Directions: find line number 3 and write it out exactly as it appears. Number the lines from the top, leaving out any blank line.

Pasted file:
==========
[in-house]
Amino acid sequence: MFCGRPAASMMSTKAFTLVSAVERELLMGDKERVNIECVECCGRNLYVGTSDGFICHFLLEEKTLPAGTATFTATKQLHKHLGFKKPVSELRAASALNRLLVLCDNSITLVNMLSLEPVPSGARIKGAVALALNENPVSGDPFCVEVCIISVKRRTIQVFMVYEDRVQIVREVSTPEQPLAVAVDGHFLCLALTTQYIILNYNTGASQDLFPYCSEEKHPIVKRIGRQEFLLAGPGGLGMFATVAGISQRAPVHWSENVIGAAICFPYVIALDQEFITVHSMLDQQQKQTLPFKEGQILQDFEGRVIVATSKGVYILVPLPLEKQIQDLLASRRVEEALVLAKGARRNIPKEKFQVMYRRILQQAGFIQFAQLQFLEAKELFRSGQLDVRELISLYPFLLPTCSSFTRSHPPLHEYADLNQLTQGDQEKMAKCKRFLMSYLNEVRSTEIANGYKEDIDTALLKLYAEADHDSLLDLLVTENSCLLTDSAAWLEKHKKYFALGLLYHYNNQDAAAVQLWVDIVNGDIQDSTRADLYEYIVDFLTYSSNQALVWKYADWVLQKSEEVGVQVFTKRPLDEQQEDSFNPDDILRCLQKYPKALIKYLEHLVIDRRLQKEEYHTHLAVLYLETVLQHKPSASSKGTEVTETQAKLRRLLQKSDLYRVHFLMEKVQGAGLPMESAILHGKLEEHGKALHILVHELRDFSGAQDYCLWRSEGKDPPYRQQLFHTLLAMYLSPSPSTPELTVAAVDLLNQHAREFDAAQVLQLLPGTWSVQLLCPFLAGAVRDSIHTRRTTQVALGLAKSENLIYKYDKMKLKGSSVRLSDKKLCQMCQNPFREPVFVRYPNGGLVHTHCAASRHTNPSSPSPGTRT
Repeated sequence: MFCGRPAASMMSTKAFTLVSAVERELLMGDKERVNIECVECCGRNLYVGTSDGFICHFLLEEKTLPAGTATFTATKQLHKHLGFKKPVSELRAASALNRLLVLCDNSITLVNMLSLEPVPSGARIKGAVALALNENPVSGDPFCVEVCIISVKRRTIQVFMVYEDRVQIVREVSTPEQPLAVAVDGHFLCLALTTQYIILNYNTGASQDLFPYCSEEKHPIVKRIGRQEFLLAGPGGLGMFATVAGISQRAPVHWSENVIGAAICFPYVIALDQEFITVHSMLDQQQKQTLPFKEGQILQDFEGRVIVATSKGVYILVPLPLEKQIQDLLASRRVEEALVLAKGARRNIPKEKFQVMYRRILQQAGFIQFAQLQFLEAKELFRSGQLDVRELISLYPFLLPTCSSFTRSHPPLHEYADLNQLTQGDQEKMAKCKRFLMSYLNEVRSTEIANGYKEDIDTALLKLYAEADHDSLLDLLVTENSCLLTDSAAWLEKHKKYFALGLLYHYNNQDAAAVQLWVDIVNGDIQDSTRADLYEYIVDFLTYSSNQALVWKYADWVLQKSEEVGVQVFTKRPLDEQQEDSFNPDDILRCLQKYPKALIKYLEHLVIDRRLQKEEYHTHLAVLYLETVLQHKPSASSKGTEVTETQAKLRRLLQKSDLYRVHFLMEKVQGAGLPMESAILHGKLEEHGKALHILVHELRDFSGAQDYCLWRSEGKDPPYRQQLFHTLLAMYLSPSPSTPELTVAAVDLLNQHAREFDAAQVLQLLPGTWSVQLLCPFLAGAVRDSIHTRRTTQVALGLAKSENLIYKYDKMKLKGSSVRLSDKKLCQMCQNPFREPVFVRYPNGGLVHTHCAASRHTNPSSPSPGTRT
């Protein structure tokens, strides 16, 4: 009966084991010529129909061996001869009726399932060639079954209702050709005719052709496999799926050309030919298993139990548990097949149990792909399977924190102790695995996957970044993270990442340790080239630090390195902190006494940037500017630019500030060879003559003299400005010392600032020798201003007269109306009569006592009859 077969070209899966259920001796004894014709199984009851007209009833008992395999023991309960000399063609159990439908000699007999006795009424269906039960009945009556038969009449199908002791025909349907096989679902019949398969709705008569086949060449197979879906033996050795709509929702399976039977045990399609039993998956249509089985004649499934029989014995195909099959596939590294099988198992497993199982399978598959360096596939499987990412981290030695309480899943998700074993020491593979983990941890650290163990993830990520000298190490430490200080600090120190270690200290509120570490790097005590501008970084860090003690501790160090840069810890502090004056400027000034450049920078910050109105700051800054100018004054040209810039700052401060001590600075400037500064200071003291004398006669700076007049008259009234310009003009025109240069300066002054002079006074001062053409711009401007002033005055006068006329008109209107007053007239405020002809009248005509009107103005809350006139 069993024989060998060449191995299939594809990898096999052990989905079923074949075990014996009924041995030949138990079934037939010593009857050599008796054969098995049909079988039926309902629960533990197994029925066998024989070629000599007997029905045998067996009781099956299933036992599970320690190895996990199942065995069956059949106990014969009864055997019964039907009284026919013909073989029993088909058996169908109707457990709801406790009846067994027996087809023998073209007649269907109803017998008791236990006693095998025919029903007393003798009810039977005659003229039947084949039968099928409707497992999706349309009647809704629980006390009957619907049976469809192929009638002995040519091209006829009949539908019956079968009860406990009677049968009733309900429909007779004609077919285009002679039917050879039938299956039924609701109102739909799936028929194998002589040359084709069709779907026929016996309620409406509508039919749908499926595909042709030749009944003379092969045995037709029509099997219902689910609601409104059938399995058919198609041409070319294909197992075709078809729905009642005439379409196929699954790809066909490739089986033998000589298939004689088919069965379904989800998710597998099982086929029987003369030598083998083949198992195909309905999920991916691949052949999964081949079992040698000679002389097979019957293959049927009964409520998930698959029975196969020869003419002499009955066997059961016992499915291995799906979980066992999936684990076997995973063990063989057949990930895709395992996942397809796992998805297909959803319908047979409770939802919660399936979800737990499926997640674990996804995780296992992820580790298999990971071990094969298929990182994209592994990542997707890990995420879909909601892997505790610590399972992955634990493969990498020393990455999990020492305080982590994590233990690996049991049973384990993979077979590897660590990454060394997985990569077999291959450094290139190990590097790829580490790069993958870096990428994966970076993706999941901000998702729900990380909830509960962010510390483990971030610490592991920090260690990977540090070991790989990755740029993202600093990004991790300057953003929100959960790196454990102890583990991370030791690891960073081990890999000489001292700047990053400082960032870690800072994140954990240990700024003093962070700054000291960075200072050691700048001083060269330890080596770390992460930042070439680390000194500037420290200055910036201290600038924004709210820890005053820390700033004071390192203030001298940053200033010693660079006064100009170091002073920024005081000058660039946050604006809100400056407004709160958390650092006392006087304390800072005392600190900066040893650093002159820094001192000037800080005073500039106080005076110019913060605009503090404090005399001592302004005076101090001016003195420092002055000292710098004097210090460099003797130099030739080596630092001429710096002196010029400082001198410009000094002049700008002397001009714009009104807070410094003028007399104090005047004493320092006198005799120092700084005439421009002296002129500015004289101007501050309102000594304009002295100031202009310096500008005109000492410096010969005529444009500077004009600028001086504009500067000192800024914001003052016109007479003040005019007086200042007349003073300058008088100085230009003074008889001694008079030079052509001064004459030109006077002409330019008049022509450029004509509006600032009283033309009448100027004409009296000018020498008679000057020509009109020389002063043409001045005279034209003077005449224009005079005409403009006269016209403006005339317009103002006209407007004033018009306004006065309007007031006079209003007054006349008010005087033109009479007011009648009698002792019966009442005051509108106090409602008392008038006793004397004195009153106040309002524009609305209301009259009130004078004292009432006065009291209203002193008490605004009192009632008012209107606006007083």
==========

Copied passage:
Repeated sequence: MFCGRPAASMMSTKAFTLVSAVERELLMGDKERVNIECVECCGRNLYVGTSDGFICHFLLEEKTLPAGTATFTATKQLHKHLGFKKPVSELRAASALNRLLVLCDNSITLVNMLSLEPVPSGARIKGAVALALNENPVSGDPFCVEVCIISVKRRTIQVFMVYEDRVQIVREVSTPEQPLAVAVDGHFLCLALTTQYIILNYNTGASQDLFPYCSEEKHPIVKRIGRQEFLLAGPGGLGMFATVAGISQRAPVHWSENVIGAAICFPYVIALDQEFITVHSMLDQQQKQTLPFKEGQILQDFEGRVIVATSKGVYILVPLPLEKQIQDLLASRRVEEALVLAKGARRNIPKEKFQVMYRRILQQAGFIQFAQLQFLEAKELFRSGQLDVRELISLYPFLLPTCSSFTRSHPPLHEYADLNQLTQGDQEKMAKCKRFLMSYLNEVRSTEIANGYKEDIDTALLKLYAEADHDSLLDLLVTENSCLLTDSAAWLEKHKKYFALGLLYHYNNQDAAAVQLWVDIVNGDIQDSTRADLYEYIVDFLTYSSNQALVWKYADWVLQKSEEVGVQVFTKRPLDEQQEDSFNPDDILRCLQKYPKALIKYLEHLVIDRRLQKEEYHTHLAVLYLETVLQHKPSASSKGTEVTETQAKLRRLLQKSDLYRVHFLMEKVQGAGLPMESAILHGKLEEHGKALHILVHELRDFSGAQDYCLWRSEGKDPPYRQQLFHTLLAMYLSPSPSTPELTVAAVDLLNQHAREFDAAQVLQLLPGTWSVQLLCPFLAGAVRDSIHTRRTTQVALGLAKSENLIYKYDKMKLKGSSVRLSDKKLCQMCQNPFREPVFVRYPNGGLVHTHCAASRHTNPSSPSPGTRT